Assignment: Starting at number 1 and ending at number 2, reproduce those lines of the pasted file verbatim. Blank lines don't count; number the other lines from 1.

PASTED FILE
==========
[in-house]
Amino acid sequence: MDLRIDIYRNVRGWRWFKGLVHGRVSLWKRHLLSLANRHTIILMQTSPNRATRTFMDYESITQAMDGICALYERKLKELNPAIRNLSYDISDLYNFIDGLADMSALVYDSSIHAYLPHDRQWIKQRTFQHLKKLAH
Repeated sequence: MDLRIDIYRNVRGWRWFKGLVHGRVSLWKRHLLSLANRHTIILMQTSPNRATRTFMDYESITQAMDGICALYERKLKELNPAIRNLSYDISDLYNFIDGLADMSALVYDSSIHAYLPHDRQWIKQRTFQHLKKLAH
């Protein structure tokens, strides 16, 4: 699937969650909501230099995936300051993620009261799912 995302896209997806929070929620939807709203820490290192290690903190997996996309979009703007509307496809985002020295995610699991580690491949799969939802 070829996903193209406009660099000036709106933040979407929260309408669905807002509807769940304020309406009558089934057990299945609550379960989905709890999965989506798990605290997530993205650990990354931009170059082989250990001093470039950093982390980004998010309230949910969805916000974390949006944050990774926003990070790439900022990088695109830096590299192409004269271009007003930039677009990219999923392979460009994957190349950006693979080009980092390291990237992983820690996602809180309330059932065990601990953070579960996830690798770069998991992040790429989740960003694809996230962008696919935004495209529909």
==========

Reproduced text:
[in-house]
Amino acid sequence: MDLRIDIYRNVRGWRWFKGLVHGRVSLWKRHLLSLANRHTIILMQTSPNRATRTFMDYESITQAMDGICALYERKLKELNPAIRNLSYDISDLYNFIDGLADMSALVYDSSIHAYLPHDRQWIKQRTFQHLKKLAH